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CEO Hiring Managed Services

As your business operations evolve and expand, you’ll likely reach a critical point in your company’s growth where the tasks required will outnumber the staff you have available. Deciding to outsource work might be a difficult decision, partly because of budgeting and partly because onboarding new parties to your business’ processes is daunting—especially if you’re already stretched too thin. But as CEOs recently interviewed by McKinsey pointed out, “If you don’t [prioritize], you’ll sit in your office all day, read lots of reports, and end up being completely confused.”

In such situations, many CEOs choose to work with a managed service provider (MSP). Particularly for IT services, a managed provider can be a highly sensible solution.

What is a managed service provider?

A managed service provider, or MSP, is a company that remotely handles a specific set of processes for another company. At the center of this working relationship is the contract set between the two companies, which tends to be very strictly enforced to map out exactly what services the MSP will provide.

Why should my business hire a managed service provider?

Hiring an MSP translates into having a specialized agency handling your networks and users, in a way that not only aligns with your company’s processes but also optimizes security, efficiency, and industry best practices. As part of this, there are four key benefits to hiring an MSP as opposed to hiring employees to manage these tasks:

  • A managed service provider can do a better quality job. An MSP is dedicated to handling the processes it offers. It carries out its specialized offerings repeatedly and consistently for its clients. Its people are well-trained, highly skilled, and experienced at delivering the specific services outlined in its contracts because those tasks are at the core of its operation. An MSP has to invest in the best tools and processes in order to remain competitive, and so it is intrinsically driven to streamline its efforts in order to protect its bottom line. With such a strong focus and so many reasons to push for excellence, an MSP can sustainably deliver its services, stay on top of industry trends, and build sharp solutions that anticipate any potential issues and get ahead of them, all as part of its ongoing services—without requiring any additional input or cost from you.
  • A managed service provider guarantees their work. If an employee’s work is inadequate—so, for example, if your IT person fails to deliver a secure solution and your network is compromised—your main form of recourse is to fire them. That doesn’t bring you closer to completing the work you need, and it doesn’t account for any of the resources you lost as a result; any next steps you take will involve spending more in order to address the problem, and then to prevent it from reoccurring in the future. Given IT’s security implications, it’s also critical that whoever is handling it for you minimizes risks and addresses vulnerabilities long before anything can go wrong. As CEO of McAfee Chris Young reminds us: “… From the earliest stages of product design, to selecting vendor partners to writing job descriptions — security needs to be top of mind for every critical decision, every new process, every rule.”In some industries such as health, legal, and finance, there are additional considerations such as confidentiality and government regulations for which your business is ultimately liable. Not only are managed service providers up-to-date on emerging threats and the latest regulation, but they guarantee their services. This delivers higher quality results to you and also protects your investment—and your business—when purchasing their services.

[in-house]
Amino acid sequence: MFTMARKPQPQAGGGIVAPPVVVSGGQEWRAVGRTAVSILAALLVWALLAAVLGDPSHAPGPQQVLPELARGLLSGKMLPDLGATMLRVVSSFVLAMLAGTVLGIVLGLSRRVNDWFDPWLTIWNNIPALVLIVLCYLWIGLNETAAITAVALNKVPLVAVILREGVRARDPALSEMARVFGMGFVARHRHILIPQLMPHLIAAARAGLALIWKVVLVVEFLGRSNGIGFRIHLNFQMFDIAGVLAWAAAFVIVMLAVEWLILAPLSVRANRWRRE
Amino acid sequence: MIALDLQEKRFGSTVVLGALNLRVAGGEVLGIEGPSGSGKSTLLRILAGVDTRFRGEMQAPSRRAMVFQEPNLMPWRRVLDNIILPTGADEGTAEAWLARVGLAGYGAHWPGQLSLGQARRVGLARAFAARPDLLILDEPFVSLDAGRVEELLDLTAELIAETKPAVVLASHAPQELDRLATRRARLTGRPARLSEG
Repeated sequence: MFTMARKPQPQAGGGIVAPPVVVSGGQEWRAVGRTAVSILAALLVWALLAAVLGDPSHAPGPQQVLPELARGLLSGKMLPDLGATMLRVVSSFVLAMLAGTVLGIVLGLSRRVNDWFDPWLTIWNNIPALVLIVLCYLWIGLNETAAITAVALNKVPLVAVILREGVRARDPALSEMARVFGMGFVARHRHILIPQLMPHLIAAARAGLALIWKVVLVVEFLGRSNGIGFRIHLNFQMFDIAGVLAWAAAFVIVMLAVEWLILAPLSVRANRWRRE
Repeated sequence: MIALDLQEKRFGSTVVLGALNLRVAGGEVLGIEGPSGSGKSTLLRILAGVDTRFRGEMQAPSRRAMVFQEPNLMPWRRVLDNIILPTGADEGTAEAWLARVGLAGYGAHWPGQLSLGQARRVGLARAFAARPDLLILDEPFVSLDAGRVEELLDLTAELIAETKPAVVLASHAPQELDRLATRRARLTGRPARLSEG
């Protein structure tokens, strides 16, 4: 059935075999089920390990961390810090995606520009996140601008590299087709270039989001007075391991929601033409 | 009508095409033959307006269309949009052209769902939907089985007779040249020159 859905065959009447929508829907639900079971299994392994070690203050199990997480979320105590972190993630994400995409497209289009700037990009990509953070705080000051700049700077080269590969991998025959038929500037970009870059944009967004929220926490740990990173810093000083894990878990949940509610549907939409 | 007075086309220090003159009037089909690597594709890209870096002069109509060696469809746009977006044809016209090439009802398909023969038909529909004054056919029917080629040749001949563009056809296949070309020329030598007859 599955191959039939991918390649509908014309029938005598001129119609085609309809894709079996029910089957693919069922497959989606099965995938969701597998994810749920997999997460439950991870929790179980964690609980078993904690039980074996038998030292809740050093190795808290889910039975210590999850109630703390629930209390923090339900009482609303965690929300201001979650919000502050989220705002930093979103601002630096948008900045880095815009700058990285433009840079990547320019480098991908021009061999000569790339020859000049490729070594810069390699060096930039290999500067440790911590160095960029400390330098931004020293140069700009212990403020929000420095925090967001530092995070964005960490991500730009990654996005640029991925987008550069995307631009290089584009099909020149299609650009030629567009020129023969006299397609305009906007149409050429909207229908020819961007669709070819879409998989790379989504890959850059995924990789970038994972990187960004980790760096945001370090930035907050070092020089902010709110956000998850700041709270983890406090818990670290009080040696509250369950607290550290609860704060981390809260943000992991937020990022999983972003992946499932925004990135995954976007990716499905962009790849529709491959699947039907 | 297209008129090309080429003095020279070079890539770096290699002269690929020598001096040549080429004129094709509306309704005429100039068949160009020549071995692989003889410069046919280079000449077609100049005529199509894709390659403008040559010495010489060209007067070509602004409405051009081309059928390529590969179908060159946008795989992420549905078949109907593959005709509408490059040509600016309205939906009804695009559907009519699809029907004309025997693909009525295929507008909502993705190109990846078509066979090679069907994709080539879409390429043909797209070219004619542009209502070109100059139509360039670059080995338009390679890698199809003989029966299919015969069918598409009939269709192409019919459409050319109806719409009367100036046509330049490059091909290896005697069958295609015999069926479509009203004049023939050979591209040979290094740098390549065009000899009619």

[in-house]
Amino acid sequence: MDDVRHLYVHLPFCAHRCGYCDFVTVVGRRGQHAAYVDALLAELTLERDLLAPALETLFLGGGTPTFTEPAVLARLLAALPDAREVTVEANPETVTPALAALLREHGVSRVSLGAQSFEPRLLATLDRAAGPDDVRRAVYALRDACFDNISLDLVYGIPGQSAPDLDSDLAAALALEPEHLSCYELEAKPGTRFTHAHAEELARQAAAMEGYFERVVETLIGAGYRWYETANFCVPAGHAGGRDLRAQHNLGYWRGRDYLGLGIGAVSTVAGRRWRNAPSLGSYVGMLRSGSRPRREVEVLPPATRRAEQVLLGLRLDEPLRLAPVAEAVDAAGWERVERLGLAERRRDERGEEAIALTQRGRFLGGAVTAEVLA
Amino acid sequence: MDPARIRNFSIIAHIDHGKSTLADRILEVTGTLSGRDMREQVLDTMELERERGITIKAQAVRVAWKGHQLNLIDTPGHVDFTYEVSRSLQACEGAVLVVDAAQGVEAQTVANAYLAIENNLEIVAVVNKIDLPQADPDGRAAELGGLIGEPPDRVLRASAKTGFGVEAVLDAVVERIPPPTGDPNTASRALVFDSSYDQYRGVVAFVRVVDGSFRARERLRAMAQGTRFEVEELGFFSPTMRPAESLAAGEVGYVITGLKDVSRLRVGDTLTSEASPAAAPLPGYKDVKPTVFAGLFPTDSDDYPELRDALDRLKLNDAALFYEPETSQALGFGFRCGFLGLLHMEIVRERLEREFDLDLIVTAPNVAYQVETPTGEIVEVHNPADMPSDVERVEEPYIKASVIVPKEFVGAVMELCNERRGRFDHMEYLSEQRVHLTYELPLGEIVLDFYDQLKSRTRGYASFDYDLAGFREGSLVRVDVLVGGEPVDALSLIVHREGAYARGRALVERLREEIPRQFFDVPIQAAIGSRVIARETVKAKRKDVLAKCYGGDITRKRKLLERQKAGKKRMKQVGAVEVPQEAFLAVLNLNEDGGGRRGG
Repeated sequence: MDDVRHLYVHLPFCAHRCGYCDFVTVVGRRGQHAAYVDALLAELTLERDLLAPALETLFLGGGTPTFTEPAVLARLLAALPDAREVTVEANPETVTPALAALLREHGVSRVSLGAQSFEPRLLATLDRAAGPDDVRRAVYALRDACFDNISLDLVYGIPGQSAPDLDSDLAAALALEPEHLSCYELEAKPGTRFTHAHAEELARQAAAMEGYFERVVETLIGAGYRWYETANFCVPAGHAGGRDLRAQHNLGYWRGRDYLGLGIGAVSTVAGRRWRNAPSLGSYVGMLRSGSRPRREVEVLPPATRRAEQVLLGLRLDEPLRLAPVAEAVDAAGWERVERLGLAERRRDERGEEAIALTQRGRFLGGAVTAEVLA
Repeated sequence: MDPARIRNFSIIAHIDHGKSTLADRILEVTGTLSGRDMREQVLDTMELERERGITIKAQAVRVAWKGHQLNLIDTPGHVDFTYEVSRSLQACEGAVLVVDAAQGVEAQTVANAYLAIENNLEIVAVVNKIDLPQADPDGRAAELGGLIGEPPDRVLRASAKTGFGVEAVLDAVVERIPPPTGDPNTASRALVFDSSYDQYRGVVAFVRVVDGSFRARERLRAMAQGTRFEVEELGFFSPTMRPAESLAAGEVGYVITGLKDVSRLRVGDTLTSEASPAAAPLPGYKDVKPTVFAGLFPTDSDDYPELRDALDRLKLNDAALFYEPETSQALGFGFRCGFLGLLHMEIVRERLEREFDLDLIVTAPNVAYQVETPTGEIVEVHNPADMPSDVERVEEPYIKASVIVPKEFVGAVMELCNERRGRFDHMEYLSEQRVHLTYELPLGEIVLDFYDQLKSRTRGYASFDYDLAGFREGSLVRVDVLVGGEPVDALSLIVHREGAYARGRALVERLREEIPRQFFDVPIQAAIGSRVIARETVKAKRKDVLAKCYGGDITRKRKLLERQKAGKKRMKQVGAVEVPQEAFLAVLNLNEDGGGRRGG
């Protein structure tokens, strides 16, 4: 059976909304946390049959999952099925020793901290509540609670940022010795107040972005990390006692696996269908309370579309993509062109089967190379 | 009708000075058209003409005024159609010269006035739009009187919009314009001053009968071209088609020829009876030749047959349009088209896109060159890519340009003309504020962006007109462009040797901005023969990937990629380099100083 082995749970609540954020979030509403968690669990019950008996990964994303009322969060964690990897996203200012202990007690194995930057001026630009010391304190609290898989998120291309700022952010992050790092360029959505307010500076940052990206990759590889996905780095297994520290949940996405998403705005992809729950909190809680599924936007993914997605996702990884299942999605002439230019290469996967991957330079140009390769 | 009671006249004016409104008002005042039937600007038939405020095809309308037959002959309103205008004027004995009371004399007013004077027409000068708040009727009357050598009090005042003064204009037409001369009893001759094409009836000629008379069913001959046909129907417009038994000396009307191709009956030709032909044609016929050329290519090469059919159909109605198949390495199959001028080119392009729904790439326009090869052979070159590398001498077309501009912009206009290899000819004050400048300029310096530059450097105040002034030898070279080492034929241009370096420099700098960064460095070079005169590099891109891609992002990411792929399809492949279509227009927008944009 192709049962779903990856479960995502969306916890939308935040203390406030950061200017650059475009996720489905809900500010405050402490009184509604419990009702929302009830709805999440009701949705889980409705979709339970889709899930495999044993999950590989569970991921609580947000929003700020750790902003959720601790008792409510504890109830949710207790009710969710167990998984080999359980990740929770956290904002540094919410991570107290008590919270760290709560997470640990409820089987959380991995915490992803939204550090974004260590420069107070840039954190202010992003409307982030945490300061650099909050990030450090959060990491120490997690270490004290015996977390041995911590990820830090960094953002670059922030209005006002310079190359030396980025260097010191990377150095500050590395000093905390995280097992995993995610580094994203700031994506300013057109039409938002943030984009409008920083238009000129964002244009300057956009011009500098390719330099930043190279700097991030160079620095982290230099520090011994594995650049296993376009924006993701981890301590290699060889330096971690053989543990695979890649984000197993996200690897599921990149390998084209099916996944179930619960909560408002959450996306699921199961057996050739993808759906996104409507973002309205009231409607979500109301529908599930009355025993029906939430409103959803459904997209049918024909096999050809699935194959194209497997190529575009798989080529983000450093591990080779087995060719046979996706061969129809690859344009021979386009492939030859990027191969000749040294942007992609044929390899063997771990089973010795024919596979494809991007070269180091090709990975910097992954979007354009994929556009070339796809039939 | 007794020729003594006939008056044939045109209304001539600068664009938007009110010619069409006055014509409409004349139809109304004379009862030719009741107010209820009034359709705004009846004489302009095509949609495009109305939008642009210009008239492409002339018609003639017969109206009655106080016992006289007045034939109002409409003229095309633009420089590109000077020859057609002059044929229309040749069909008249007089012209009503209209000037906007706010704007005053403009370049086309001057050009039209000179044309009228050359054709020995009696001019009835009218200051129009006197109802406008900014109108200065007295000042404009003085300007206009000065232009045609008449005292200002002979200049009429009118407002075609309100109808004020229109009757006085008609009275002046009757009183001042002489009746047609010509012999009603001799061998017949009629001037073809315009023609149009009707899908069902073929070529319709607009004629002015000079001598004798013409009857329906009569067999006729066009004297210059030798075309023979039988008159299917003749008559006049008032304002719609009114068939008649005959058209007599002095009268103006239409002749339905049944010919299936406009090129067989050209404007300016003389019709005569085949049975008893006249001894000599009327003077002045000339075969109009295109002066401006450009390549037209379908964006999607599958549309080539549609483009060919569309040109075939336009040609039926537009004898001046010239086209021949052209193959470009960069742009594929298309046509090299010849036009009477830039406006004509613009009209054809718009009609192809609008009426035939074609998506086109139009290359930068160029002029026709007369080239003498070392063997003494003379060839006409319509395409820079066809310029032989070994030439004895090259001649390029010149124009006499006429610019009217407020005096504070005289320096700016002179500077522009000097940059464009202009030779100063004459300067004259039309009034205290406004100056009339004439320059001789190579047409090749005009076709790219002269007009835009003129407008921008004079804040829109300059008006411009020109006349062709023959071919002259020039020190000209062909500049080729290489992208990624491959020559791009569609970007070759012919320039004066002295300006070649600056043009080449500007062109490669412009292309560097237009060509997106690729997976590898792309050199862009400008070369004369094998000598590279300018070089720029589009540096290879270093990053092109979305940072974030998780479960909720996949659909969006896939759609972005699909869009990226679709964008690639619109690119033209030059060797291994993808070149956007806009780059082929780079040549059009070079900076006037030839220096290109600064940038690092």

• A managed service provide can save your business money. The typical MSP pricing structure involves an upfront fee and then an ongoing monthly retainer for recurring tasks. Here’s what you don’t have to pay for: recruiting and onboarding costs to hire dedicated personnel; technology and tools for these new employees; training and continuing education to make sure they stay up-to-date on industry developments; overtime costs that result from these employees having to juggle their regular duties with troubleshooting; and more. It’s not just money that you’re saving. Your team already doesn’t have the time to address the concerns for which you’re trying to hire or outsource; don’t replace one problem (managing IT) with another (managing those who manage your IT).
  • A managed service provider is always there. What happens if the employee you hired calls in sick, or if your internal IT team finds itself short-staffed for any measure of time? Something will have to get dropped as your people scramble to fill the gaps and keep critical processes going. Contrast this situation with having an MSP, which is built to accommodate fluctuations of internal team availability. The staffing at MSPs is built to overlap capabilities, and both internal documentation and communications protocols are constructed for maximum flexibility and accountability. This keeps your IT processes flowing, uninterrupted.

This is a high-level survey of ways in which MSPs commonly help businesses. Your specific industry, niche, and offering will likely benefit in additional ways that are not addressed here, and that are also affected by the specific options you choose from your MSP.

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